Wildlife Surveying | Southwestern Colorado

Why Survey?

 Wildlife surveys are crucial to understanding the health of an ecosystem and the environment as a whole. Moreover, they give us insight into which species are doing well, which could be endangered, and, ideally, move us toward taking action to protect wildlife and the habitats important to their survival.

Our Wildlife Survey Services

 San Juan Wildlife Services has the tools and expertise to help you meet all of your surveying needs.

Our team of skilled and dedicated wildlife specialists will be your boots on the ground to collect and compile field data.

We utilize ArcGIS, along with the field apps Survey 123 and Collector, to create seamless wildlife surveys that are simple to share and analyze.

Wildlife Survey Descriptions

Ground Based Surveys

  • Encounter surveys
  • Ground counts at seasonal concentrations
  • Tracks and sign
  • Spotlight survey
  • Camera trap station
  • Pellet group count 
  • Snow track surveys

Aerial Surveys

(Performed with drone)

  • Encounter survey
  • Total counts

Wildlife Surveys by San Juan Wildlife

Big Game Survey

San Juan Wildlife Services, LLC.

View full survey results, conclusion, and ArcGIS maps.

Introduction

San Juan Wildlife Services conducted a survey for big game presence at four different locations within the San Juan National Forest. These surveys took place at reservoirs located in the vicinity of Haycamp Mesa. Protocols for conducting this study included walking the perimeter of each body of water and observing tracks, scat, or other sign left by big game. Reservoir conditions and forage quality were noted as well. Finally, ArcGIS, along with field apps including Survey 123 and Collector, were utilized to record data in the field and provide accurate mapping resources.

Waterfowl Survey

San Juan Wildlife Services, LLC.

View full survey results, conclusion, and ArcGIS maps

Introduction

San Juan Wildlife Services conducted a survey of waterfowl activity on three different reservoirs within Montezuma County. These surveys took place in the morning when waterfowl tend to be more active. Protocol for conducting each study included observing waterfowl from a far enough distance so as not to cause disruption, utilizing  high quality binoculars for viewing at long distances, and implementing ArcGIS, along with programs Survey 123 and Collector, to record data in the field and provide accurate mapping resources.

Meet Our Wildlife Specialist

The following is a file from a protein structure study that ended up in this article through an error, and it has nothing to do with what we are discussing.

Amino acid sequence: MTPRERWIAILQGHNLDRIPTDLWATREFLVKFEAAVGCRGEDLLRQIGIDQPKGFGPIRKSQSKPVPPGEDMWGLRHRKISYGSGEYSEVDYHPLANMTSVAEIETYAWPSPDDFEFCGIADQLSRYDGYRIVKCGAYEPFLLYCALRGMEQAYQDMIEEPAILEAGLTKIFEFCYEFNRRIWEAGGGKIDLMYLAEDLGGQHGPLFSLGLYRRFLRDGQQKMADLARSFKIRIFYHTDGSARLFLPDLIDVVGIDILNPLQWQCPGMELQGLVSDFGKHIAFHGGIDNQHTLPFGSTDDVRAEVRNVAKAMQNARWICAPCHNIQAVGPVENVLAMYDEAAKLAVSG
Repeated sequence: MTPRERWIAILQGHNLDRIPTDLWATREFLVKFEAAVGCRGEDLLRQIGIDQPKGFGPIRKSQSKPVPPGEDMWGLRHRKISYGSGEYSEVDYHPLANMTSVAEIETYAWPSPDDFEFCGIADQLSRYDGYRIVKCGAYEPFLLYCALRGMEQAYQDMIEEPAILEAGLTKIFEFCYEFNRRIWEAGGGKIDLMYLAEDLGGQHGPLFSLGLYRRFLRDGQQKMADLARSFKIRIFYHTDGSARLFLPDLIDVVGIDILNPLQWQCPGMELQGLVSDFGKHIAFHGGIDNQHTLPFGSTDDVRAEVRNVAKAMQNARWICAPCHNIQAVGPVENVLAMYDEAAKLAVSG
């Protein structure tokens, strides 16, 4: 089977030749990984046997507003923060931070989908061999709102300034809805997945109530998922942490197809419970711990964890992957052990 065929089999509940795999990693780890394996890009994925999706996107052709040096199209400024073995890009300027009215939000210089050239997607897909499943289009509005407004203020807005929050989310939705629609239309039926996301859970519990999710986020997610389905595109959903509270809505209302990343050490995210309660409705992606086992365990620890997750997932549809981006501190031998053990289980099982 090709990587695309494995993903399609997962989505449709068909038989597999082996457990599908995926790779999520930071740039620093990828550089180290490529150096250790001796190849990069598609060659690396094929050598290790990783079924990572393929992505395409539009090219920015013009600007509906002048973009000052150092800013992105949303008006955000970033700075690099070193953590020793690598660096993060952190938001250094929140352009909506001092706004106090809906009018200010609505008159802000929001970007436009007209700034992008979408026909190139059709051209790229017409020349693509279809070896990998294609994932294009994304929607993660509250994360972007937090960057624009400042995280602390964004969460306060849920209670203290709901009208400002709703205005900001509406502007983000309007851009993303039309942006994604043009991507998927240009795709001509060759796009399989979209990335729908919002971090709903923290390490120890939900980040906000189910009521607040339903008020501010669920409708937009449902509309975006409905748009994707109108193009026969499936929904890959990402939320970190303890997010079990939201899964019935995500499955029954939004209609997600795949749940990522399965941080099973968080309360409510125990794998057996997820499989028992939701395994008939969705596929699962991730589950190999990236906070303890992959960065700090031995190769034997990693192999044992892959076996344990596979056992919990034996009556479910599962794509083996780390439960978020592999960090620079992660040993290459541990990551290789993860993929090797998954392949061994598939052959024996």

Tara Harris

Tara Harris

Wildlife Specialist

After getting her B.S. in Natural Resources Management from Eastern Kentucky University, Tara spent five years working for Public Lands Agencies  (US Forest Service and Bureau of Land Management) in Colorado, Idaho and South Dakota. She started working with San Juan Wildlife Services in early 2020. Tara brings with her an extensive background in surveying and field research.

 

 

Tara's past wildlife surveying experiences:

 

  • Collected bumble bee and bee habitat data to assess species distribution and habitat associations, and to inventory for species considered for listing under the Endangered Species Act
  • Surveyed prairie dog populations and compared historic data to look at trends and movements over time
  • Conducted waterfowl surveys to observe species use of two BLM reservoirs. Learned to correctly identify  over forty species and their calls
  • Assisted district fisheries biologist in prairie stream monitoring. Used water quality meters to test for PH and conductivity, aided with sein netting to capture and identify stream species, determined channel depth/width ratio in order to look at changes in fish habitat conditions over time, and operated TOTAL station and prism poles to track elevation changes in the stream
  • Conducted Goshawk nesting surveys & White Headed Woodpecker nesting surveys
  • Assisted Wildlife Biologist in conducting night-time Flammulated Owl surveys
Tara's other natural resource experiences:

  • Performed Assessment, Inventory, and Monitoring strategy (AIM) for terrestrial systems, implementing core methods including: Line Point Intercept (LPI) with plant heights, Gap intercept, species richness, soil surface aggregate stability, and plot characterization including detailed soil pit, plot observations and photos 
  • Monitored forage utilization, sagebrush canopy cover and age-class, prairie dog burrow counts, and collection of soil cores
  • Assessed riparian reaches for Proper Functioning Condition (PFC)
  • Surveyed, ran transects, and GPS recorded areas of pine beetle damage in Ponderosa pine forests and spruce budworm damage in spruce/fir forests
  • Performed stand exams for pre and post timber sale monitoring
  • Used ArcGIS to manage data, build maps for field use and NEPA use, plan navigation routes to field points and track seasonal work flow progress
  • Interpreted aerial photos and satellite imagery to assess resource conditions, breeding sites, and vegetation distribution
  • Used Google Earth in conjunction with ArcGIS and other database platforms for route planning and past year references and comparisons of trails, roads, fences, and vegetation

Wildlife Survey Inquiry

You may also contact us by phone

970-426-5591 | 970-570-9922